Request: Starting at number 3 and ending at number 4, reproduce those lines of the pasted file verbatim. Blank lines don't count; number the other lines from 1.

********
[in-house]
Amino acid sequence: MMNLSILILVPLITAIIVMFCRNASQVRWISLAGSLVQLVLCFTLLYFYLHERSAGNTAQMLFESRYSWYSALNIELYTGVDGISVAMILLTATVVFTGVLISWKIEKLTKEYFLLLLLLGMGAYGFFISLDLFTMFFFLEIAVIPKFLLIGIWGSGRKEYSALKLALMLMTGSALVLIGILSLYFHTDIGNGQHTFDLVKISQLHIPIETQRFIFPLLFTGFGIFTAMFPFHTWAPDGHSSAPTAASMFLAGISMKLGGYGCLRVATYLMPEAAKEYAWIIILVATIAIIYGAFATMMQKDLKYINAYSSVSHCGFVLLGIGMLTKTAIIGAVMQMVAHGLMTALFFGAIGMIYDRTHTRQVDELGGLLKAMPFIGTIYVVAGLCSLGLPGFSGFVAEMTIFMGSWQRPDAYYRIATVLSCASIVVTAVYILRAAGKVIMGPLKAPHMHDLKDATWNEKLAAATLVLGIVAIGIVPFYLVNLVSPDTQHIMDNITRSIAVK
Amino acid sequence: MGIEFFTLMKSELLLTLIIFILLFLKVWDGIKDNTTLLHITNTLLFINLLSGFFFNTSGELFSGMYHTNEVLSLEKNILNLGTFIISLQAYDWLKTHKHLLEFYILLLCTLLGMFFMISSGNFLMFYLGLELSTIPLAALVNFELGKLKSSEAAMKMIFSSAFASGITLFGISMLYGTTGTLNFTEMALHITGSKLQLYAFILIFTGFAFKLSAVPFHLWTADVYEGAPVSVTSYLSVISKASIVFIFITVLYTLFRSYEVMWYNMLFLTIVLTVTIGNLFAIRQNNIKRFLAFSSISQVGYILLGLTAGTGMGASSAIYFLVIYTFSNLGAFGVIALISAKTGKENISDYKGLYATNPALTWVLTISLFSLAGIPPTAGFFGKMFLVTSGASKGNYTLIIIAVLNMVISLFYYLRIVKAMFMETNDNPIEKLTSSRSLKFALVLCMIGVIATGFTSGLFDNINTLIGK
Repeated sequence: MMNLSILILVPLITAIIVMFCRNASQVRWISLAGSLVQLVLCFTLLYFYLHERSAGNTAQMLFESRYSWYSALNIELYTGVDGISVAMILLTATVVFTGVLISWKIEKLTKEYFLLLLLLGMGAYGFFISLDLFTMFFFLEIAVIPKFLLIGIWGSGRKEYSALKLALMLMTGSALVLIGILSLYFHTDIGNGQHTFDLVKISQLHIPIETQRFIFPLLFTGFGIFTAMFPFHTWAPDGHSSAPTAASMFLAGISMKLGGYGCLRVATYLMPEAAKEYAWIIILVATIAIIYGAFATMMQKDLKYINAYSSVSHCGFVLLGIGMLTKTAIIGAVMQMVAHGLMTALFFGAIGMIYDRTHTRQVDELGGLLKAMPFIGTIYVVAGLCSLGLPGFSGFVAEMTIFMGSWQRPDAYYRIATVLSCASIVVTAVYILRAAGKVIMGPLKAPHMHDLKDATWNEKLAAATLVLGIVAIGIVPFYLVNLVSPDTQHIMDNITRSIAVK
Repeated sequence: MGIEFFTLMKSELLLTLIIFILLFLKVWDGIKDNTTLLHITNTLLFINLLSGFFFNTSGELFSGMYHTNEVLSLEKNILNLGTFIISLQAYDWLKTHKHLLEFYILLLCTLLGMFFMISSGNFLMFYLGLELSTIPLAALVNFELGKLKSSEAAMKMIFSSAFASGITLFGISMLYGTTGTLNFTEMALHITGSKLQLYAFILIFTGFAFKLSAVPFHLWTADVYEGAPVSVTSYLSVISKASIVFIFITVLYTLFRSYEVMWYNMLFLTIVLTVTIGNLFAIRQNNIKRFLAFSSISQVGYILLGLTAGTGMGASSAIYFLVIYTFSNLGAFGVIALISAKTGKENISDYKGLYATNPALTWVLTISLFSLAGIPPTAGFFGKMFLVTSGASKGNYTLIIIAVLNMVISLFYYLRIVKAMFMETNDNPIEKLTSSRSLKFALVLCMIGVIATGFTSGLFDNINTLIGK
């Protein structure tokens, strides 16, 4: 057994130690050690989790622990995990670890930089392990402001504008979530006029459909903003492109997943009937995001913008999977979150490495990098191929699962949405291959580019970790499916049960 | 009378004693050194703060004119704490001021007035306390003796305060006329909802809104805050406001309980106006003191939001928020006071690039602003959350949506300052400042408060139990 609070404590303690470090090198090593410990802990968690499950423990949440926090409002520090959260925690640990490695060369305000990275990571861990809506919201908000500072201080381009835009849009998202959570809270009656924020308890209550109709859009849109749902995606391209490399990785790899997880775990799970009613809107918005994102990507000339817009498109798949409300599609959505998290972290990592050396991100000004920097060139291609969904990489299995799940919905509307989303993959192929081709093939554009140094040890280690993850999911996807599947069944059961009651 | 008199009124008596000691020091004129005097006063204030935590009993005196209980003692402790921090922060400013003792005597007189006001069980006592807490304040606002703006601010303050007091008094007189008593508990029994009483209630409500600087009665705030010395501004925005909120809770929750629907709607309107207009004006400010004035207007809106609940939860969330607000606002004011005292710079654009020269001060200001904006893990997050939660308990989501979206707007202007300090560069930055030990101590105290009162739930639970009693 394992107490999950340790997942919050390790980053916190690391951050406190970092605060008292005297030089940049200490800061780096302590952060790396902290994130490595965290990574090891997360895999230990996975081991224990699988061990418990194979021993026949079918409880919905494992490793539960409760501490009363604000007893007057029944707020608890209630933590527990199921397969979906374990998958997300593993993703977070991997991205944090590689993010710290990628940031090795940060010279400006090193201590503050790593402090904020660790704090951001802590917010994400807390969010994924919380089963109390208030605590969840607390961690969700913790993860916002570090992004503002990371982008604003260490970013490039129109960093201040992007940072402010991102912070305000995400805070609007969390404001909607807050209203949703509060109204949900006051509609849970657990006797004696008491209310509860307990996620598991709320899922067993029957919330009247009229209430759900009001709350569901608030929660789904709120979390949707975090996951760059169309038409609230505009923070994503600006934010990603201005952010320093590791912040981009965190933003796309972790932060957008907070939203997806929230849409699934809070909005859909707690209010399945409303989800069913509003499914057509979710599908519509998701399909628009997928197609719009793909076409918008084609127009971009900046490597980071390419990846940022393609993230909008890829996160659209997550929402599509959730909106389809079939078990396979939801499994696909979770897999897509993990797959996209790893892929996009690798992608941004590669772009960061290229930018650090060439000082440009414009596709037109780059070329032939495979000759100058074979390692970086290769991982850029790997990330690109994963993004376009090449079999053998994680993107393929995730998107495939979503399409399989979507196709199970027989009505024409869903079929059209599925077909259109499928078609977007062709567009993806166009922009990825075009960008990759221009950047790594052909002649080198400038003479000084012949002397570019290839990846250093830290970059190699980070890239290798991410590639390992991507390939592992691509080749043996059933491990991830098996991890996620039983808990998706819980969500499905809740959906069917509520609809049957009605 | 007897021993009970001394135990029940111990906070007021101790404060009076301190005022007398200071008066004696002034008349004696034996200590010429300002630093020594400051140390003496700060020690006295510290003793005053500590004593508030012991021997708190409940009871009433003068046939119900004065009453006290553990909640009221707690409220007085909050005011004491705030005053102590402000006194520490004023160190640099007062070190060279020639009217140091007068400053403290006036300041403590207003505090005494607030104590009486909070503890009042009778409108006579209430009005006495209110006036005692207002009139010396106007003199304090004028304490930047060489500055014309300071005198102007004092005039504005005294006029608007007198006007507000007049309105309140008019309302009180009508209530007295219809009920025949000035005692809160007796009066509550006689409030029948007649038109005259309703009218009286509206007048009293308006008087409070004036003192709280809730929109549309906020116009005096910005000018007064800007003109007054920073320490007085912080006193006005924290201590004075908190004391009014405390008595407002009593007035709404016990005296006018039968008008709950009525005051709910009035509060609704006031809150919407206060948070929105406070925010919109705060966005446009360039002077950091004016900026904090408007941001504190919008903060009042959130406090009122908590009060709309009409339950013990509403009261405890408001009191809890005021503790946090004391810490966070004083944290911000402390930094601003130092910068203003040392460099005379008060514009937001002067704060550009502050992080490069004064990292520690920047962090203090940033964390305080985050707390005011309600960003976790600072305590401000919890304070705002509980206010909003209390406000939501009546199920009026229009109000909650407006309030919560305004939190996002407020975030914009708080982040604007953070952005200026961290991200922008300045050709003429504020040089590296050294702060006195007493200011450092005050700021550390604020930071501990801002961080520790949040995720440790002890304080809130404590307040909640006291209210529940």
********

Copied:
Amino acid sequence: MGIEFFTLMKSELLLTLIIFILLFLKVWDGIKDNTTLLHITNTLLFINLLSGFFFNTSGELFSGMYHTNEVLSLEKNILNLGTFIISLQAYDWLKTHKHLLEFYILLLCTLLGMFFMISSGNFLMFYLGLELSTIPLAALVNFELGKLKSSEAAMKMIFSSAFASGITLFGISMLYGTTGTLNFTEMALHITGSKLQLYAFILIFTGFAFKLSAVPFHLWTADVYEGAPVSVTSYLSVISKASIVFIFITVLYTLFRSYEVMWYNMLFLTIVLTVTIGNLFAIRQNNIKRFLAFSSISQVGYILLGLTAGTGMGASSAIYFLVIYTFSNLGAFGVIALISAKTGKENISDYKGLYATNPALTWVLTISLFSLAGIPPTAGFFGKMFLVTSGASKGNYTLIIIAVLNMVISLFYYLRIVKAMFMETNDNPIEKLTSSRSLKFALVLCMIGVIATGFTSGLFDNINTLIGK
Repeated sequence: MMNLSILILVPLITAIIVMFCRNASQVRWISLAGSLVQLVLCFTLLYFYLHERSAGNTAQMLFESRYSWYSALNIELYTGVDGISVAMILLTATVVFTGVLISWKIEKLTKEYFLLLLLLGMGAYGFFISLDLFTMFFFLEIAVIPKFLLIGIWGSGRKEYSALKLALMLMTGSALVLIGILSLYFHTDIGNGQHTFDLVKISQLHIPIETQRFIFPLLFTGFGIFTAMFPFHTWAPDGHSSAPTAASMFLAGISMKLGGYGCLRVATYLMPEAAKEYAWIIILVATIAIIYGAFATMMQKDLKYINAYSSVSHCGFVLLGIGMLTKTAIIGAVMQMVAHGLMTALFFGAIGMIYDRTHTRQVDELGGLLKAMPFIGTIYVVAGLCSLGLPGFSGFVAEMTIFMGSWQRPDAYYRIATVLSCASIVVTAVYILRAAGKVIMGPLKAPHMHDLKDATWNEKLAAATLVLGIVAIGIVPFYLVNLVSPDTQHIMDNITRSIAVK